The great tit and other birds can adapt to changes in their food supply as a result of climate change, but they run into trouble if the changes happen too quickly.
The launch of a new research centre for robotics will provide increased knowledge about the sea with the help of underwater drones and robots. This could impact Norway’s international role as a major power at sea, says centre director.
Agriculture is eating into areas that are important in protecting some of the most biologically diverse places on the planet. Most of this new agricultural land is being used to grow cattle feed.
Dopamine can trigger feelings of happiness in humans. Water fleas that are exposed to dopamine-regulating substances apparently gain several advantages.
Quite a lot of people have modified their exercise habits during the pandemic, but that didn’t affect sleep quality for active people.
Have you passed your supposed prime and feel like it takes more to get fired up? The good news is you’re far from alone. And you can do something about it.
A sizable research consortium coordinated by NTNU and St. Olavs Hospital will analyse large amounts of MRI exam data from around the world. The data will help researchers gain important new understanding about brain injuries in people who have had trauma to the head. The goal is to improve patient health care.
Working at home has given many people the opportunity to arrange their working hours more freely than usual. But has it really given us more freedom?
Bone marrow cancer is currently an incurable disease that affects about 400 people in Norway every year. Professor Therese Standal at NTNU has now found an important reason for bone destruction in people with this disease.
Five years of high-intensity interval training increased quality of life, improved fitness and might very well have extended the lives of participants in the Generation 100 study.
We often associate innovation with someone who invents something completely new. But innovation is also about improving and expanding on existing technology. One hundred and ten years of Norwegian engineering history provides plenty of examples.
New brain research shows that writing by hand helps children learn more and remember better. At the same time, schools are becoming more and more digital, and a European survey shows that Norwegian children spend the most time online of 19 countries in the EU.
Tricia Larose is a cancer researcher who did her PhD and a postdoc at NTNU. But her research interests went beyond studying cancer — to writing about the disease for children.
Future offshore oil and gas fields are most likely to be “satellite developments” that are less expensive and emit less greenhouse gases than other fields because they do not require new production platforms. An innovative Norwegian computational tool called “Slug Capturing 2” is now enabling the design of longer pipelines that will allow many more fields to be developed as satellites.
The larvae of cotton bollworm attack our food. But the adults pollinate plants. So how can we stop them from destroying crops without using poison? Researchers in Trondheim are on the case.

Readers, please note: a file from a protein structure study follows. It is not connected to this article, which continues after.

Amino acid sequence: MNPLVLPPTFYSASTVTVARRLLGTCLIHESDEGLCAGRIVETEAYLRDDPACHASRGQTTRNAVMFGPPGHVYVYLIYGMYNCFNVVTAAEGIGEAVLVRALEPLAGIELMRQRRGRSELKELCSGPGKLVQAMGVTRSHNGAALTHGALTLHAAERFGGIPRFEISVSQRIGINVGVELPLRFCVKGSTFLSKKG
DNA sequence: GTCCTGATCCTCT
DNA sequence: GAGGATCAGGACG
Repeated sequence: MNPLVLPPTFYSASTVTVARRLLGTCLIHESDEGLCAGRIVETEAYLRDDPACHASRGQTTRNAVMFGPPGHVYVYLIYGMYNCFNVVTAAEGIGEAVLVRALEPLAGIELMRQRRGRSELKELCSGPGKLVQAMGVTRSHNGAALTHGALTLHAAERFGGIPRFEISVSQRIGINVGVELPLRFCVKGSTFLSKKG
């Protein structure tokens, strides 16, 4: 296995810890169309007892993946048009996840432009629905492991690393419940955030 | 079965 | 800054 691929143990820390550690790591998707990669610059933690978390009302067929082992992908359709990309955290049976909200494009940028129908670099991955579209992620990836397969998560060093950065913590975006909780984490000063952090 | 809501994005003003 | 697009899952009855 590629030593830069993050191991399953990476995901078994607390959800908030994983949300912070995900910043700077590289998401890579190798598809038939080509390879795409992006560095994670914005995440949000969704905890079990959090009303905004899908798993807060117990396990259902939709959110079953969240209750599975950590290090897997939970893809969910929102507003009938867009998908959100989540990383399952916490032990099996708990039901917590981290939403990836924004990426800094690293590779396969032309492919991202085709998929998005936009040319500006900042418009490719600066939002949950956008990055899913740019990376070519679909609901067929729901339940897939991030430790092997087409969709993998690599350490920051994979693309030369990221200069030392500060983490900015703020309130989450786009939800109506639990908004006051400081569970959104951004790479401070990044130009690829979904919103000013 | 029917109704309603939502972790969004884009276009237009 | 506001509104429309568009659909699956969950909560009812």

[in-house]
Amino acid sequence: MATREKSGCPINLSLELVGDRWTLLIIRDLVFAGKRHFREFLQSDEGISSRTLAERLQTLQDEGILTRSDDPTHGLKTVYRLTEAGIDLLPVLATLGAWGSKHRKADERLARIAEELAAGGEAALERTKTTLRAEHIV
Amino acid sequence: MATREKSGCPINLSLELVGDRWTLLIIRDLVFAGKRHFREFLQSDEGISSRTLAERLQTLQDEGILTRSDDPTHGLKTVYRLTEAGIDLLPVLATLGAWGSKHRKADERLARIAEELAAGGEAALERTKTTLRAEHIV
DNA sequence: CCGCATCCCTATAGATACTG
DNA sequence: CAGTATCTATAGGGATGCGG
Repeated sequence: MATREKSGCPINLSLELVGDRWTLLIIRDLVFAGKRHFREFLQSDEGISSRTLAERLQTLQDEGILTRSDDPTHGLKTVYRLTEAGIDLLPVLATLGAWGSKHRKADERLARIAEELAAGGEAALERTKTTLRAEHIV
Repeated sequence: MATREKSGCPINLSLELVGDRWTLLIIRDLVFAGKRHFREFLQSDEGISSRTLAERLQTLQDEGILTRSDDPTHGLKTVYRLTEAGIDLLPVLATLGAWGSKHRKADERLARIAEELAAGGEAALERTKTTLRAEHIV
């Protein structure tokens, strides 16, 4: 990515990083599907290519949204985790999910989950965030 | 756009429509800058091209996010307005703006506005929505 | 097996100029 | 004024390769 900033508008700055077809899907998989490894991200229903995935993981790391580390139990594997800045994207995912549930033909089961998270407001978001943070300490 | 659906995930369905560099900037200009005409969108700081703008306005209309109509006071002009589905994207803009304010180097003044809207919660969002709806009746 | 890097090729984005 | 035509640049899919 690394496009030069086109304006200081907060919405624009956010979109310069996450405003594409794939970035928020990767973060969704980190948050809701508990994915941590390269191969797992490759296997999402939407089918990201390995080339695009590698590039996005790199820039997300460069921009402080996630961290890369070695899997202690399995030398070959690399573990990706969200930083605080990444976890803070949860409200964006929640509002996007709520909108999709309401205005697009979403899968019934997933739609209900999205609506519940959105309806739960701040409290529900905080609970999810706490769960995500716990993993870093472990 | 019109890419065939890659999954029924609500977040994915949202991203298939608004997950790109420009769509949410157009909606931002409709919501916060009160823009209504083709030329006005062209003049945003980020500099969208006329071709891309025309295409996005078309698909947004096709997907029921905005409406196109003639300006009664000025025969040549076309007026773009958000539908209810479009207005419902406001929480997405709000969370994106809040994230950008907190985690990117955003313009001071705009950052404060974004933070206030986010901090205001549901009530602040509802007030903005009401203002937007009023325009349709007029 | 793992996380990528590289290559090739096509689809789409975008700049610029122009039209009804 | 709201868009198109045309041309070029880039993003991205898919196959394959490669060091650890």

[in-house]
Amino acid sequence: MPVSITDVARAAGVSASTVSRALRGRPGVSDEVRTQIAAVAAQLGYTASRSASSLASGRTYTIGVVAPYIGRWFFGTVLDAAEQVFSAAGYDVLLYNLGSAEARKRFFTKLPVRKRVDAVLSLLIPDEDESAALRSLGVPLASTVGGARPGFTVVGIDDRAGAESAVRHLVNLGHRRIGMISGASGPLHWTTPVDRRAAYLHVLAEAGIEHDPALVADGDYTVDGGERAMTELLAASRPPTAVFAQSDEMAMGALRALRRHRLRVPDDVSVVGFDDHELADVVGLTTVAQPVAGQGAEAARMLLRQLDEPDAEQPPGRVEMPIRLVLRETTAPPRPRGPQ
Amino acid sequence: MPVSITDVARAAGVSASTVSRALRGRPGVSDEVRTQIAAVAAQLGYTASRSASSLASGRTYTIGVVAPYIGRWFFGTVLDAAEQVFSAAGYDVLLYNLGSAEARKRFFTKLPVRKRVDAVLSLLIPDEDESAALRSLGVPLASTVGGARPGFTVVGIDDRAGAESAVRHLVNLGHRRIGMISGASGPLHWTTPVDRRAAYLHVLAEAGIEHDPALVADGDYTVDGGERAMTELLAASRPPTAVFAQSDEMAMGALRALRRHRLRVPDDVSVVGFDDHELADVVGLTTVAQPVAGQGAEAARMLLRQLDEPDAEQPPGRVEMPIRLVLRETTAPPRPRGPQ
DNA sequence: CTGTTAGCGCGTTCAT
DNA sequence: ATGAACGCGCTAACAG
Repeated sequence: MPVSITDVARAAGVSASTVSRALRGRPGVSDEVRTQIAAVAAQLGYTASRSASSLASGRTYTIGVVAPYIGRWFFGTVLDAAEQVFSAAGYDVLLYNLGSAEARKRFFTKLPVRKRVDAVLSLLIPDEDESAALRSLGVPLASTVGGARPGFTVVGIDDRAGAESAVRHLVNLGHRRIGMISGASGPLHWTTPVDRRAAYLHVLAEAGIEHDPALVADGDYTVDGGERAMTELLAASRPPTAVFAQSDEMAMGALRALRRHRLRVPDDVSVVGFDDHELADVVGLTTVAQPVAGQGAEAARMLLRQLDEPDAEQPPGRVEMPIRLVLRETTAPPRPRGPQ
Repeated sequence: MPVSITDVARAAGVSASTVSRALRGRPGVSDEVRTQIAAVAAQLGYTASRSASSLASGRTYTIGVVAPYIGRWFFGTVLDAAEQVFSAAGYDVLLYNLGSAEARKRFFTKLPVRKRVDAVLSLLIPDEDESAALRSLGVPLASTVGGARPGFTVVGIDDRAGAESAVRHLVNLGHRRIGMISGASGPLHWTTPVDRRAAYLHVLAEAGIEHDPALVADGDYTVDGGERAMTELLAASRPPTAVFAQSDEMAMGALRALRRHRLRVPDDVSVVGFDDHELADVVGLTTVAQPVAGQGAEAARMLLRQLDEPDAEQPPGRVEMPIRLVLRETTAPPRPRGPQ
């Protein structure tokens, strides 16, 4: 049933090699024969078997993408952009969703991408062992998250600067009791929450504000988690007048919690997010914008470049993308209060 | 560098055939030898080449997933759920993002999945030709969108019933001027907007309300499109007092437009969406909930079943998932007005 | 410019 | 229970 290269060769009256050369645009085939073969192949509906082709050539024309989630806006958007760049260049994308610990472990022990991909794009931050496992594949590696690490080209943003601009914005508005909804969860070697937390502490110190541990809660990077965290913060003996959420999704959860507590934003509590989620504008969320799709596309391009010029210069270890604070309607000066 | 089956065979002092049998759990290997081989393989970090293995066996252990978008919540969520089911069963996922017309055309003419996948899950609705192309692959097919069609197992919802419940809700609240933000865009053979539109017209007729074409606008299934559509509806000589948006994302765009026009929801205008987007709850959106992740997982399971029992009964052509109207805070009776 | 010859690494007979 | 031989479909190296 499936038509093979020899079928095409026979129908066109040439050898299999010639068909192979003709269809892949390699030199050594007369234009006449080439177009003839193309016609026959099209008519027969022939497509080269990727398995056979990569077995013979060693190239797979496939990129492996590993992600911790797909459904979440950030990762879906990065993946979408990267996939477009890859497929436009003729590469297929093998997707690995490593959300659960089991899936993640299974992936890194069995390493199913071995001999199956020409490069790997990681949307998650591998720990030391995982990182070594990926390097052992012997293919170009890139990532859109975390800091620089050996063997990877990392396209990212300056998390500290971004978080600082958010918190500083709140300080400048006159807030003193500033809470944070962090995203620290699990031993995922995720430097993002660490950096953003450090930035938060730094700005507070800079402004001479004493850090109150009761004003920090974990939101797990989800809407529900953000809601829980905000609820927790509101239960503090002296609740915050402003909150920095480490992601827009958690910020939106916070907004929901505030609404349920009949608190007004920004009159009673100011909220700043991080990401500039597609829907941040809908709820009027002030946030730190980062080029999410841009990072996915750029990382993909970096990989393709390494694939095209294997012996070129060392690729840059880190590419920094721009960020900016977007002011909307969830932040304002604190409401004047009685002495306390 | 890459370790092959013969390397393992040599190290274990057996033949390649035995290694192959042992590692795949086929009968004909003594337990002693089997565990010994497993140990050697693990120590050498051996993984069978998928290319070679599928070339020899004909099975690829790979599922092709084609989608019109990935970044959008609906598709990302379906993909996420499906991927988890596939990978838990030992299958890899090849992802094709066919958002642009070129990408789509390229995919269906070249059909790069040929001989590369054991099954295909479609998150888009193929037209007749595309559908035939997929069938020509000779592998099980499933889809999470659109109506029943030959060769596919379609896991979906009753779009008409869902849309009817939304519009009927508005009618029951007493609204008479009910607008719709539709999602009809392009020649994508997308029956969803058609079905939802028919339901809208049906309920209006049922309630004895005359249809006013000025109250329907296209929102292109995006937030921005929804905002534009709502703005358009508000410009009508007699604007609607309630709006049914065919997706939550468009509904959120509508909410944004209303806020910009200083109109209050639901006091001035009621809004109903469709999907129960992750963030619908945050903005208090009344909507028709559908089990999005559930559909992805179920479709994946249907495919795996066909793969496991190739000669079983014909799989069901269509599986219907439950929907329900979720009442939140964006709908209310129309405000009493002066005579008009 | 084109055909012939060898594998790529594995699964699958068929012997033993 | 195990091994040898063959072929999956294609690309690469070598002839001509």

The Norwegian University of Science and Technology (NTNU) has signed agreements to deliver as many as one million COVID-19 test kits to DTU, the Technical University of Denmark, and APS LABS, an Indian biotech company. “It is very positive that this technology can now also be useful internationally,” says Bent Høie, Norway’s Minister of Health and Care Services.
Every third child in the world has too much lead in their body, according to a report from UNICEF and Pure Earth. Norwegian children are also affected.
Currently, ultrasound machines are operated primarily by specialists because it requires extensive experience to interpret the images. Norwegian researchers are aiming to tackle this issue.
The new species of nudibranch, Dendronotus yrjargul, is named after the municipality where it was found.
Children who show signs of addiction-like gaming are not more susceptible to mental health problems than their non-gaming peers. Some even experience less anxiety than others.
A new discovery is an important step towards smaller, more advanced electronics. And maybe more environmentally friendly gadgets, too.
The coming wave of ageing Westerners could turn into a tsunami, but new technology is available to help. What kind of technology is needed? And do urban and rural areas need the same solutions?
Girls who “like” and comment on what others post on social media develop a worse self-image over time. Posting on your own profile doesn’t have the same effect.
Researchers hope to help with more efficient energy storage to increase the use of renewable energy.
Between 250 and 270 people die each year from heroin or opioid overdoses in Norway. In the EU, thousands die. European users now have a better option available for helping each other.
Red foxes are moving to the mountains to feed on trash along roadsides. This is bad news for the endangered Arctic fox.
It has been more than a thousand years since anyone held this sword. But why was it placed on the left side of the grave?
The rest raw materials left after a salmon has been filleted are equivalent to more than 60 percent of its slaughtered weight. It will soon be possible to convert these into a high-quality fish oil, taste-neutral fish proteins, fish gelatin and flame-retardant materials. Ensuring that not a single gramme goes to waste.
Digital sleep therapy could offer help to people with sleep problems and enable many of them to reduce their sleep medication after treatment.
A new study shows that people who have had concussions sometimes develop long-term after effects, including sleep disturbances. The findings could also be of use to other patient groups.